He was raised for our justification

Some will object here, however, that Paul also states that our justification (and thus our redemption) was accomplished at the resurrection rather than the cross. For example, in most translations, we read in Romans 4:

"who was delivered up for our trespasses and raised for our justification," (Romans 4:25, ESV).

When it says that Jesus was raised "for our justification," they take this to mean that Jesus' resurrection is what accomplished our justification. This, however, is not what the verse actually says. The word "for" here is a translation of the great preposition "dia," which means "on account of." He was delivered up on account of our transgressions and was raised on account of our justification. He was not delivered up in order to produce or bring about our transgressions. No, He was delivered unto death because we had already transgressed. Likewise, He was not raised from the dead to produce or bring about our justification. He was raised because He had already accomplished it. This is why the NASB translates the passage a bit more clearly: 

"He who was delivered over because of our transgressions, and was raised because of our justification," (Romans 4:25, NASB).

Jesus' death dealt with our legal sin-debt fully and finally. Having thus overcome sin and death, Jesus returned to life. How could He not? Death could no longer hold Him! He had defeated death itself by dying! As Augustine once wrote regarding Christ's sacrifice:

"For He came down and died, and by that death delivered us from death. Being slain by death, He slew death...He endured death, then; but he hung death on the cross, and mortal men are now delivered from death," (Augustine, Lectures on the Gospel of John, Chapter 3, Sections 10-11).

Thus, the resurrection is the result of His defeating death, which He did by paying for sin (which is the source of death). The resurrection, then, is the necessary proof that Jesus really did fully and finally accomplish redemption on the cross! As John Calvin wrote when commenting on this very passage in Romans, "the completeness of his favor appears more clear by his coming to life again."1 The New Testament itself explains:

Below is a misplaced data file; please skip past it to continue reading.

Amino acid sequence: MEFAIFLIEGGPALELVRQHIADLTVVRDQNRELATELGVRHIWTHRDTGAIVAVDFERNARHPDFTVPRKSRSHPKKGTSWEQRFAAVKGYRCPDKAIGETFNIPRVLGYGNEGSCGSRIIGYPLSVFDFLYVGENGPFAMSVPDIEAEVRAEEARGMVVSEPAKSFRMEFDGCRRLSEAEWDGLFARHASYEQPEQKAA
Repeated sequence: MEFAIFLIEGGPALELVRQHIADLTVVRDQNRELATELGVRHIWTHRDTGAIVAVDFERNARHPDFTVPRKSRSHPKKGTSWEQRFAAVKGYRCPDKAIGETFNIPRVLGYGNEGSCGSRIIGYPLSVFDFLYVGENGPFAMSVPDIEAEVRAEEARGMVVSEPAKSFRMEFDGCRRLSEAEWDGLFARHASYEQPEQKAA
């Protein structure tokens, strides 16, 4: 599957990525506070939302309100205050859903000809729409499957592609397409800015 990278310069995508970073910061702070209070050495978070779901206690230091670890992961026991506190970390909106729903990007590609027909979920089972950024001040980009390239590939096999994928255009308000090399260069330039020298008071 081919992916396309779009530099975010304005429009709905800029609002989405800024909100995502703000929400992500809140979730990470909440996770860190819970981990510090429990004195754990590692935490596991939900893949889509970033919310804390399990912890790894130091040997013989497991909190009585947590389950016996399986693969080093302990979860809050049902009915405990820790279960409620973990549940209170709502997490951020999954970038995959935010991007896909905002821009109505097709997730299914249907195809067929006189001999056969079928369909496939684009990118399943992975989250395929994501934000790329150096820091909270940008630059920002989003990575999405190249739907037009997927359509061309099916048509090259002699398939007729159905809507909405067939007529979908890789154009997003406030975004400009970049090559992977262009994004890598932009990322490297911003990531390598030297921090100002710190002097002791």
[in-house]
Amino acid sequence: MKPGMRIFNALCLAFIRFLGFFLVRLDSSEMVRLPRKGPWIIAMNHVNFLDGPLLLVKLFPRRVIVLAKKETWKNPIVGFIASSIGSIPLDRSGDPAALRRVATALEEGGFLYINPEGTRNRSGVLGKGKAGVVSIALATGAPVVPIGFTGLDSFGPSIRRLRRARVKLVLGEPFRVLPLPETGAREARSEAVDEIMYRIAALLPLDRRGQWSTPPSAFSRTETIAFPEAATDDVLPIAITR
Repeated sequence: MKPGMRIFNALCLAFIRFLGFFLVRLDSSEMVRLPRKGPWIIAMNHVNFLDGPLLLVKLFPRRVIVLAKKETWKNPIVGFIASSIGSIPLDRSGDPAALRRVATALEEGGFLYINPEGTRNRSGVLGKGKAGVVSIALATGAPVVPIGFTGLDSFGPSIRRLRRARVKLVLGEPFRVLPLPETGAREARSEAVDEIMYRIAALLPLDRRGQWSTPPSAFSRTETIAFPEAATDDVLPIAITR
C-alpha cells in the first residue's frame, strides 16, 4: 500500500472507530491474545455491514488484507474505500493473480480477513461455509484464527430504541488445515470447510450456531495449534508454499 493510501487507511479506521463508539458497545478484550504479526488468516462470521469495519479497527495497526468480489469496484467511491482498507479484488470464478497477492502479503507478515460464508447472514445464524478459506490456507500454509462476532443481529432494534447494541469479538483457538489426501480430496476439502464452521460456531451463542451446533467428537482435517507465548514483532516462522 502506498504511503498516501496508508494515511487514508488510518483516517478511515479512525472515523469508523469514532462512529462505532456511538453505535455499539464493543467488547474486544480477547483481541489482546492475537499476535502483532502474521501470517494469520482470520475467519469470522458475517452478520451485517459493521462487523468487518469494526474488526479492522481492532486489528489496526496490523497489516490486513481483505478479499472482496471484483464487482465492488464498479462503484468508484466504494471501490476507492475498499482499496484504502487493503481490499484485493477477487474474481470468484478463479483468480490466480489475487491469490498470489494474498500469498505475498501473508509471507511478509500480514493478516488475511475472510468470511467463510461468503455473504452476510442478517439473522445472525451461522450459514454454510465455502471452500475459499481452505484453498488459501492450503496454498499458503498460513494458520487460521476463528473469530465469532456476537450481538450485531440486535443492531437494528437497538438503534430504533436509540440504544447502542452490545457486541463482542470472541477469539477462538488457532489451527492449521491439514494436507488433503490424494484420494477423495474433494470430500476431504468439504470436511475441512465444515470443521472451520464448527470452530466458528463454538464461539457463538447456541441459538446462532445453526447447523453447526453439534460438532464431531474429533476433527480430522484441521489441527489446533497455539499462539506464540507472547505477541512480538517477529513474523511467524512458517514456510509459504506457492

"But God raised Him up again, putting an end to the agony of death, since it was impossible for Him to be held in its power," (Acts 2:24).

The grave could not keep Jesus. It was impossible. The agony of death met its end. Why? Precisely because the cross had undone sin and, in doing so, defeated death forever. Paul likewise clarifies this later in Romans, saying:

"Now if we have died with Christ, we believe that we shall also live with Him, knowing that Christ, having been raised from the dead, is never to die again; death no longer is master over Him. For the death that He died, He died to sin once for all; but the life that He lives, He lives to God," (Romans 6:8-10).

Paul makes it clear that it was Jesus' death that dealt the final blow to sin. "For the death that He died, He died to sin once for all." Yet, because of this, Christ was raised immortal, never to die again! A Christ whose body never returns to life would be no Christ at all. It would prove that His death had not paid for sin and that He had saved no one. For this reason, Paul can write: 

"and if Christ has not been raised, your faith is worthless; you are still in your sins," (1 Corinthians 15:17).

His death paid the price for sin. Sin being undone, death was defeated. Death being defeated, Jesus could not stay dead. Without both the cross and the empty tomb, there is no Christianity. Yet, this does not contradict the fact that it was actually Christ's death that redeemed us.

 

 

 

 

  • 1. John Calvin, Commentary on Romans 4:25